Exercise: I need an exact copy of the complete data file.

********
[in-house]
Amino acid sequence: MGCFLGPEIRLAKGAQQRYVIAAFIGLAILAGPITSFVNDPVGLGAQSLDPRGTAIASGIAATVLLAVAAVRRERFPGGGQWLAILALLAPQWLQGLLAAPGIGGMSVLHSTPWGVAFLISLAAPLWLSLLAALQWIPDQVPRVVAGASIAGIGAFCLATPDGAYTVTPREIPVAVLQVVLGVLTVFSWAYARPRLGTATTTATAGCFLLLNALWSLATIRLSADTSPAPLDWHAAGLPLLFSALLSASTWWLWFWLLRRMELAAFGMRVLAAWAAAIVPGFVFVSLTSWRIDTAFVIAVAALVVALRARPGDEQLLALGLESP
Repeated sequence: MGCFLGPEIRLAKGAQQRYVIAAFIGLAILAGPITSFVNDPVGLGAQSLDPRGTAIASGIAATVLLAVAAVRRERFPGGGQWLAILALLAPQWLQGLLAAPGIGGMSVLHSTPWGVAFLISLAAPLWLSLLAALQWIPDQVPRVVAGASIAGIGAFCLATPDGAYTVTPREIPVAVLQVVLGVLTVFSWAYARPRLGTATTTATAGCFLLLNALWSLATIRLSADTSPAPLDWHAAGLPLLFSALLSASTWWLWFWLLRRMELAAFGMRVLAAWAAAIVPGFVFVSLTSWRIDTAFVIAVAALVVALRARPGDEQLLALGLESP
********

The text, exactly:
[in-house]
Amino acid sequence: MGCFLGPEIRLAKGAQQRYVIAAFIGLAILAGPITSFVNDPVGLGAQSLDPRGTAIASGIAATVLLAVAAVRRERFPGGGQWLAILALLAPQWLQGLLAAPGIGGMSVLHSTPWGVAFLISLAAPLWLSLLAALQWIPDQVPRVVAGASIAGIGAFCLATPDGAYTVTPREIPVAVLQVVLGVLTVFSWAYARPRLGTATTTATAGCFLLLNALWSLATIRLSADTSPAPLDWHAAGLPLLFSALLSASTWWLWFWLLRRMELAAFGMRVLAAWAAAIVPGFVFVSLTSWRIDTAFVIAVAALVVALRARPGDEQLLALGLESP
Repeated sequence: MGCFLGPEIRLAKGAQQRYVIAAFIGLAILAGPITSFVNDPVGLGAQSLDPRGTAIASGIAATVLLAVAAVRRERFPGGGQWLAILALLAPQWLQGLLAAPGIGGMSVLHSTPWGVAFLISLAAPLWLSLLAALQWIPDQVPRVVAGASIAGIGAFCLATPDGAYTVTPREIPVAVLQVVLGVLTVFSWAYARPRLGTATTTATAGCFLLLNALWSLATIRLSADTSPAPLDWHAAGLPLLFSALLSASTWWLWFWLLRRMELAAFGMRVLAAWAAAIVPGFVFVSLTSWRIDTAFVIAVAALVVALRARPGDEQLLALGLESP